Well, it took me some time, but I was determined to try something new I learned at the BIT15 conference last week. I am admittedly a newbie. How do I put a disclaimer on that? I’m a rookie newbie? A newbie newbie? A never-heard-of-that-add-on-before newbie?
I have attempted my first challenge to myself this week. I wrote that I wanted to use the google forms in my classroom with an add-on. I wanted to connect to my journal/news item feature I use to start each of my classes. My students did give some effort to help me reach this goal.
My students were quite excited to get their hands on the ipads. We have used the laptops in previous assignments, as many actually prefer a keyboard upon which to type. I had them sign into their school given google accounts to try my survey. Yes, I did encounter some problems.
One ipad had not be properly charged, so immediately, I’m down a device. Two other students somehow disabled themselves out of the ipad and it then “locked” itself for 60 minutes. I was unable to override this, so now I’m down 3 devices. A fourth student was able to log in, but couldn’t get past a default setting and as I was seemingly running from desk to desk, wasn’t able to get him past the default address to get him to the form. I was now feeling a little frustrated with my first attempt. I had 4 students unable to use the ipads at all for my big first trial. I felt my ship sinking.
Another problem I hadn’t anticipated was students not realizing they had to click the link to actually fill out the form. I had also embedded the form so they could see “what it looked like”. (this was so when they found it, they knew they were in the correct place.) Some couldn’t scroll down to answer all the questions. So while I thought I was helping by providing a picture, it served as more a confusing distraction, rather than anything else. I will be more wary for my next attempt.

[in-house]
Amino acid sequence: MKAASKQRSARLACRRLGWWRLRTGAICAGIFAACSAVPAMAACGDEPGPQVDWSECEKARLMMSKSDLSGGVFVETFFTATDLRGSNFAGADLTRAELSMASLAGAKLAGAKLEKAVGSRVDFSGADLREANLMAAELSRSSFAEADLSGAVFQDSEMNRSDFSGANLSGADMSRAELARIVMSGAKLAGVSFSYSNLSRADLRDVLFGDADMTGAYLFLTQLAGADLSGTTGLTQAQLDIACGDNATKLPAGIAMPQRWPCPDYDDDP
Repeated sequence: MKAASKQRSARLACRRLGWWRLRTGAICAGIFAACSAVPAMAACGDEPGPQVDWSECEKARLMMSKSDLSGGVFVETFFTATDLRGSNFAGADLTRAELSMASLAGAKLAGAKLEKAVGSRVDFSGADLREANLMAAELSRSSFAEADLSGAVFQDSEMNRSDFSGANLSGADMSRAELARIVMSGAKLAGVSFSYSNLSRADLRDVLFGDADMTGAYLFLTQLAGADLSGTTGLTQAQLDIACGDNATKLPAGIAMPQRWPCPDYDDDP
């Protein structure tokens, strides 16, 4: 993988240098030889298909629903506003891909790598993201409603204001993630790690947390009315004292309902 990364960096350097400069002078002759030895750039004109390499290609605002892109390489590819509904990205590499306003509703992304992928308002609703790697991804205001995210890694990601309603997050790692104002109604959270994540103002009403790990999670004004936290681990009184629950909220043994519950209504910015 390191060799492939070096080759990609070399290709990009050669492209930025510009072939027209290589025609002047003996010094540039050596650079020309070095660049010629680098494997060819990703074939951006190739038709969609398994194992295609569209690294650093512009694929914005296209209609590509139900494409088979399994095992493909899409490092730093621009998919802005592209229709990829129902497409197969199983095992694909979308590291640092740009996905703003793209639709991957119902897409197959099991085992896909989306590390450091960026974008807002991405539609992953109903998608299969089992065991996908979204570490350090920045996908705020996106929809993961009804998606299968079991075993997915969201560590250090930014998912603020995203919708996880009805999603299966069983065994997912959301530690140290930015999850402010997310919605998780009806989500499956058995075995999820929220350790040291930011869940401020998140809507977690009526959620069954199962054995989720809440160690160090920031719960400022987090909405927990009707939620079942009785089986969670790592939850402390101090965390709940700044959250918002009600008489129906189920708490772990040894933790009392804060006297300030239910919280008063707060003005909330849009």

The good news is, most with working ipads DID find the survey and fill it out. I had attached the link to our class web site and they didn’t have to look too far to find the assignment. Some of them were able to score near perfect answers and seemed happy to share their answers and results with each other.
They were not nearly as frustrated as I. They were just clicking along, some encountering a few obstacles, some getting right to business. In my freeze frame moment, I saw all MY mistakes and became disappointed I hadn’t arranged it better. I supposed I had imagined everyone signing in, finding a survey, filling it out, and BAM, wrapping up. It doesn’t always work that way.
When we discussed it the next day, students told me the LIKED the idea of doing the survey, it helped them remember the fun stuff we’ve done, and it didn’t involve a lot of work, but only a few short written (typed) answers. They didn’t seem to care it took a few tries to get it right, and most were willing to try again with me.
My students were able to use some technology in the classroom, I had a chance to work with Google forms and my add-on (an automatic mailing of a thank you certificate upon completion of the survey). It is satisfying to see the students willing to try, even when I might have been willing to give up.
Challenge accepted. I’m continuing to challenge myself with this type of assignment until it no longer seems to be a “challenge”. Next up.